We have had the pleasure of a call from Mr. H. Parker, of Washington Territory, who has given us some interesting information in regard to the resources of the great West, and more especially in regard to Walla Walla Valley, a region of remarkable fertility and mildness of climate, combining ad-advantages for manufacturing with its other attractive features. This region is one of many of somewhat similar character to be found on the Pacific slope, but has as few drawbacks, perhaps, as can be met with in any region of like extent in the United States. In the first place its climate is extremely temperate—a fact that may seem to those who have experienced the cold of the northern parts of Washington territory, as being paradoxical, but which is no more so than many other climatic peculiarities to be met with in localities no more widely separated than those in question. But little frost is experienced, and the rich bunch-grass, which abounds throughout the valley, enables farmers to winter their stock with very slender provision for the rare emergencies of cold weather, from which this valley is nearly exempt. Second, the soil is unexcelled in fertility. Wheat, oats, and barley, are grown in large quantities and of excellent quality, and corn, also, does well. Vegetables and fruits thrive abundantly, and the small labor required to cultivate the soil is amply repaid. Communication with the seaboard is easy through the Columbia Eiver, a distance of some three hundred miles. A branch road, running through the valley, will soon connect it with the Union Pacific road. There are now a number of thriving flouring mills and saw mills located in the valley, and the water-power is ample to perform all the manufacturing needed for that section. As a j future location for Woolen Mills it probably cannot be excelled by any other on this continent. The material is there, the water-power and building materials are there, and cheap Chinese labor, which has been found excellently adapted to such work, is to be had in abundance. The contour of the streams which water the Walla Walla Valley is somewhat peculiar. The tributaries of the Columbia River, which flows nearly parallel through the country like the fingers of a giant skeleton hand, unite, near their influx into the main stream, to form a stream,of considerable size. They have not worn deep channels, as is the case with many streams, and gulleys and gorges do not interfere with the full utilization of the fall, which is great, though nowhere abrupt. The advantages we have named, combined with the great salubrity of the climate, must, at no distant day, make this section one of the most thriving and populous of the fertile regions of the West. It has, at present, a thriving and inte] -ligent white population of seven or eight thousand, with schools, churches, and all the other advantages of older settle-ments. No trouble is to be apprehended from Indians, they having been all removed to reservations,and peaceful relations firmly established. Our information in regard to the Walla Walla Valley does not rest wholly upon the statements of Mr. Parker, although that gentleman gave us many new points in regard to it. It was stated to us, years ago, by a gentleman who had thoroughly explored that region, and who has since, for business reasons, settled lower down the river, that, for natural advantages of soil and climate, it would be hard to find, anywhere, a tract of country, of the same size, that could excel it. The opening of the' Union Pacific Railroad, with the projection of the Northern Pacific Road, must give an enormous stimulus to growth throughout the entire northwest, and the capital invested there now will surely be " seed sown in good ground.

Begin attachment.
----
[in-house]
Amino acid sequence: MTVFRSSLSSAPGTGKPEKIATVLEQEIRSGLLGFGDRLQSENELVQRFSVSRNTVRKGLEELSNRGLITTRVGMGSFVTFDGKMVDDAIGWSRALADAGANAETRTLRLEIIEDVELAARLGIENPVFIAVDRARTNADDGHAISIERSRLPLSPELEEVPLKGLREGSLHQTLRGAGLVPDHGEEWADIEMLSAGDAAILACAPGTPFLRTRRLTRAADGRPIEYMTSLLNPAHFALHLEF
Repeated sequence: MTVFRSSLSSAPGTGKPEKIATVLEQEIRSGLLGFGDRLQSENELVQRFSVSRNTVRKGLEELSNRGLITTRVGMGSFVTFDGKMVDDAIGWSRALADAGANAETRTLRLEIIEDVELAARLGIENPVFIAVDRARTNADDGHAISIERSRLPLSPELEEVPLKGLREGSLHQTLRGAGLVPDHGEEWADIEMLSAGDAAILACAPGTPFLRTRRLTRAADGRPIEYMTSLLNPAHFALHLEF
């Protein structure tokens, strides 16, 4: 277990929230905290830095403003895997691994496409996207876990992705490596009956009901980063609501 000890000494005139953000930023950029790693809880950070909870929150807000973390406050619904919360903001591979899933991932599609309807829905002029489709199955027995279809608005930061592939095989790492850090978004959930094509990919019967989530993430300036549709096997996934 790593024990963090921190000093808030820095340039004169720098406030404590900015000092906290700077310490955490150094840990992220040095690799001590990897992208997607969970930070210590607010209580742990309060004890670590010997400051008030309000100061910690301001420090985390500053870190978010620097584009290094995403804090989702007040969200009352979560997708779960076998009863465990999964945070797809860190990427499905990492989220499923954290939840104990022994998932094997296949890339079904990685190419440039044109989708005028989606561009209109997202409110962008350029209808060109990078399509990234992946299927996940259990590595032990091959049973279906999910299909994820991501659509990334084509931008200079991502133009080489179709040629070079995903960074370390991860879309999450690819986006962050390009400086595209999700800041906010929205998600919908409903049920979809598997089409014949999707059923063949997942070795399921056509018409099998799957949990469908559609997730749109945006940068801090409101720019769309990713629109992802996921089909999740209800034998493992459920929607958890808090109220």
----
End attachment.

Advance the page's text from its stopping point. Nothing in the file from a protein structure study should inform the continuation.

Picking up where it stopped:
This article was originally published with the title "The Resources of the Great West—Walla Walla Valley" in Scientific American 20, 24, 378 (June 1869)